Lawmakers think more small business lending means more jobs. They've crafted a package of bills called the 'Invest in Michigan' plan.
In the aftermath of the 'Great Recession,' one of Michigan's biggest challenges has been lending to businesses--specifically, why there isn't more. Michigan House Democrats are proposing a package of bills they say would give commercial lending a jolt. One bill would loosen the flow of capital into the state's community banks and credit unions. The aim is to increase lending to Michigan's 180,000 small businesses so they can grow and add employees.
Democratic State Representative Vicki Barnett can't help but look at Michigan's investments like a financial planner. It's what she did for a dozen years before her election to the legislature in 2008. Barnett explains that over $500 million of Michigan revenue is quietly appreciating in state coffers. That endowment and trust money eventually goes to support things like state parks and the arts. What bugs her is how the state invests it.
"We buy shares in Chase, we buy shares in Citigroup, we buy shares in Bank of America, we buy shares in Fifth Third," she says.
Barnett is a sponsor of the measures. She says the state ought be investing in more Michigan-based banks like Mercantile in Grand Rapids or Chemical in Midland. That would mean more lending inside the state. Barnett made that point last week at the Capitol.
"For every dollar of capital investment into the shares of a small bank, they can lend 10 to 12-dollars on that one," she asserts.
But a number of the state's community bankers are underwhelmed. Don Mann of the Community Banks of Michigan says not all those institutions have shortages of money to lend.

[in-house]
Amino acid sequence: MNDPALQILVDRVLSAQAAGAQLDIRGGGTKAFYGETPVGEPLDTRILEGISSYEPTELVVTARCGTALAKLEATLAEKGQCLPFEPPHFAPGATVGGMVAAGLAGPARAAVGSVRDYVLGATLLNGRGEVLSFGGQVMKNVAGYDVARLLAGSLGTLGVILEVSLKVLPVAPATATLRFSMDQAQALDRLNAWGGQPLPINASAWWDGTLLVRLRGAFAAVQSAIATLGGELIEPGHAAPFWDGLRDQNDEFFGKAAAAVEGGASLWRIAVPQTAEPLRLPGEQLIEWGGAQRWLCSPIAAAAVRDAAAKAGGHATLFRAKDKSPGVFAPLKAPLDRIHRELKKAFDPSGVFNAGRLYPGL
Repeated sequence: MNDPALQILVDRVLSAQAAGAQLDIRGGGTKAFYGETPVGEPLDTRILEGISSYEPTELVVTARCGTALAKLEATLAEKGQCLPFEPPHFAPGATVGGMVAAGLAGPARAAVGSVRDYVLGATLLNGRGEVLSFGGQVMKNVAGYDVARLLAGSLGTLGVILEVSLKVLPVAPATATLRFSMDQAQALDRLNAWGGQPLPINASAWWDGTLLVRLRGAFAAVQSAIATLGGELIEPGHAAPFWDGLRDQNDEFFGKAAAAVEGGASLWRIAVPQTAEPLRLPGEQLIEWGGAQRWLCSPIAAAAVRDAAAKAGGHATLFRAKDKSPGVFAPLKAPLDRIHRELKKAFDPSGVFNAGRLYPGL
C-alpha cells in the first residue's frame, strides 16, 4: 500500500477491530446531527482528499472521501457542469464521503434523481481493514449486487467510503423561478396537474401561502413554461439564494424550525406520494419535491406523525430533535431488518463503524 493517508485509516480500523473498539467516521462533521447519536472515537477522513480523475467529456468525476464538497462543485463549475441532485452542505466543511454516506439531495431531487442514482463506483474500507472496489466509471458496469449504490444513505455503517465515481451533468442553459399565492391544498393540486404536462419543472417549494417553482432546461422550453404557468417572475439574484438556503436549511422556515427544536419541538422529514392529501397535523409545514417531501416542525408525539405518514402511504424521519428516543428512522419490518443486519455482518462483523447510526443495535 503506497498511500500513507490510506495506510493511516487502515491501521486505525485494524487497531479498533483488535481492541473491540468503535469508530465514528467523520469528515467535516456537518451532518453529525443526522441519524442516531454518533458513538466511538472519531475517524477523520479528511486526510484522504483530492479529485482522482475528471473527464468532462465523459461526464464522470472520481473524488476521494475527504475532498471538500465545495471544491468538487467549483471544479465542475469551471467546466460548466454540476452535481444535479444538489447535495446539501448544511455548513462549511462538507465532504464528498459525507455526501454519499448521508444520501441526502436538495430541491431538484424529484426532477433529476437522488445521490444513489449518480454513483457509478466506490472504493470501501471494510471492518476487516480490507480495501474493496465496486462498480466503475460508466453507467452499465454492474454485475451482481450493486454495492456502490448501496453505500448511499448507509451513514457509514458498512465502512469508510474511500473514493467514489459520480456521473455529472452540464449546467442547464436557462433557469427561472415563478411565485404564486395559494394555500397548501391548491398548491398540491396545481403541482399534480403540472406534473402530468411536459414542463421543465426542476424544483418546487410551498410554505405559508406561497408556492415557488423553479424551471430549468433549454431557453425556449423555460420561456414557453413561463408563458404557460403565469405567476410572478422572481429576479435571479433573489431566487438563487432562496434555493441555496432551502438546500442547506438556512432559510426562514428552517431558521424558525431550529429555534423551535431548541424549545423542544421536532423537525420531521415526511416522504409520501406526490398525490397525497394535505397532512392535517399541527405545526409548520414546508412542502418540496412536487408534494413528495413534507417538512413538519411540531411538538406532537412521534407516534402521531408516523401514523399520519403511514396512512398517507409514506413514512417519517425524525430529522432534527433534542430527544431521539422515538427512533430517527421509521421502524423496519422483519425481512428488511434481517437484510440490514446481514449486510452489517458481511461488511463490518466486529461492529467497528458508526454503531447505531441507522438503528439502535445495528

"We've got money to lend," he responds. "We can't find borrowers. We don't need more money! If you had a lending demand, with interest rates like they are, you can pick up money instantly--in the market. The market works."
East Lansing economist and former deputy state Budget Director Patrick Anderson agrees. He says other conditions also seem to favor more business lending.
"Many banks are receiving essentially interest free loans from the Federal Reserve or from other banking authorities right now," he says. "The great difficulties out there are the harsh terms and the relatively few number of entrepreneurs and businesses that want to invest right now."
The Democrats counter that 80% of Michigan small businesses that fail cite lack of capital as a reason. The bills also would offer banks and even credit unions an incentive to loosen up lending. The aim is to pool together smaller positions from these lenders to reduce each institution's risk.
And the frosting on the cake for the lenders? The profits from those loans now become tax free to the participating banks and institutions.
Bill sponsors say they're open to revisions considering it's the first time some of these options have been proposed. The package also includes incentives for businesses to hire veterans and the long-term unemployed. Supporters insist it all adds up to jobs.
But it's unclear whether the bills will have legs in the Republican-dominated legislature. Unveiling her proposals last week in the House, Representative Barnett underscored the serious political disagreements over how to create jobs-and she slammed the GOP's faith in tax breaks.
"Tax breaks don't create jobs," she says. "What creates jobs is demand for product or service that can no longer be served with the current employment force you have. If any of these people spent time taking an economics class, they would know how that works."
It's been nearly a year of profound Republican-driven change in Lansing. For these bills to advance, observers say the two sides will need to work together.